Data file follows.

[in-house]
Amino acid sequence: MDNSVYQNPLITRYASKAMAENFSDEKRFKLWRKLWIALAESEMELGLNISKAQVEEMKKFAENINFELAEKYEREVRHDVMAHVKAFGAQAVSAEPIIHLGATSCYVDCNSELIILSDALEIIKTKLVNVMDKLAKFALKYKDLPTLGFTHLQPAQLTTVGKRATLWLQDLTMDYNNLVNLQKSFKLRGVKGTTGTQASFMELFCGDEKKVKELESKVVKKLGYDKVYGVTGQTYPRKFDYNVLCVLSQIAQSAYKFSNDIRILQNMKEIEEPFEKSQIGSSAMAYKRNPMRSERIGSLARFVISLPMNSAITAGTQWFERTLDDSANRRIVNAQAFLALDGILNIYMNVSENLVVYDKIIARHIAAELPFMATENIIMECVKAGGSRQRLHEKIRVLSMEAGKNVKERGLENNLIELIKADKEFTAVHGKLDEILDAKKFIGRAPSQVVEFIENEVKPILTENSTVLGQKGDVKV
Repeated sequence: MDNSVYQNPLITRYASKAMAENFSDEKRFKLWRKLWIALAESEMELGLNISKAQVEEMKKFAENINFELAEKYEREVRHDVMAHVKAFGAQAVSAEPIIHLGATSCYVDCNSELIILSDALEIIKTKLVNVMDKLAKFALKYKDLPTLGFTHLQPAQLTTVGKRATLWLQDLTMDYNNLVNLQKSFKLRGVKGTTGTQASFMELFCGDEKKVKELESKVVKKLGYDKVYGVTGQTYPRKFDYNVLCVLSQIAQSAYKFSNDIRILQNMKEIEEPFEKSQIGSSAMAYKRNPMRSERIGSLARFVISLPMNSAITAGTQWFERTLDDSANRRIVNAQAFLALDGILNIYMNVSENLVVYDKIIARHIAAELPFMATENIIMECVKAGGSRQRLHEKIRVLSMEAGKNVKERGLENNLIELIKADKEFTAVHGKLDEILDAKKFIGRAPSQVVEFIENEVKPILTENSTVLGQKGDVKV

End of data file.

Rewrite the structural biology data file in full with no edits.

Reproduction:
[in-house]
Amino acid sequence: MDNSVYQNPLITRYASKAMAENFSDEKRFKLWRKLWIALAESEMELGLNISKAQVEEMKKFAENINFELAEKYEREVRHDVMAHVKAFGAQAVSAEPIIHLGATSCYVDCNSELIILSDALEIIKTKLVNVMDKLAKFALKYKDLPTLGFTHLQPAQLTTVGKRATLWLQDLTMDYNNLVNLQKSFKLRGVKGTTGTQASFMELFCGDEKKVKELESKVVKKLGYDKVYGVTGQTYPRKFDYNVLCVLSQIAQSAYKFSNDIRILQNMKEIEEPFEKSQIGSSAMAYKRNPMRSERIGSLARFVISLPMNSAITAGTQWFERTLDDSANRRIVNAQAFLALDGILNIYMNVSENLVVYDKIIARHIAAELPFMATENIIMECVKAGGSRQRLHEKIRVLSMEAGKNVKERGLENNLIELIKADKEFTAVHGKLDEILDAKKFIGRAPSQVVEFIENEVKPILTENSTVLGQKGDVKV
Repeated sequence: MDNSVYQNPLITRYASKAMAENFSDEKRFKLWRKLWIALAESEMELGLNISKAQVEEMKKFAENINFELAEKYEREVRHDVMAHVKAFGAQAVSAEPIIHLGATSCYVDCNSELIILSDALEIIKTKLVNVMDKLAKFALKYKDLPTLGFTHLQPAQLTTVGKRATLWLQDLTMDYNNLVNLQKSFKLRGVKGTTGTQASFMELFCGDEKKVKELESKVVKKLGYDKVYGVTGQTYPRKFDYNVLCVLSQIAQSAYKFSNDIRILQNMKEIEEPFEKSQIGSSAMAYKRNPMRSERIGSLARFVISLPMNSAITAGTQWFERTLDDSANRRIVNAQAFLALDGILNIYMNVSENLVVYDKIIARHIAAELPFMATENIIMECVKAGGSRQRLHEKIRVLSMEAGKNVKERGLENNLIELIKADKEFTAVHGKLDEILDAKKFIGRAPSQVVEFIENEVKPILTENSTVLGQKGDVKV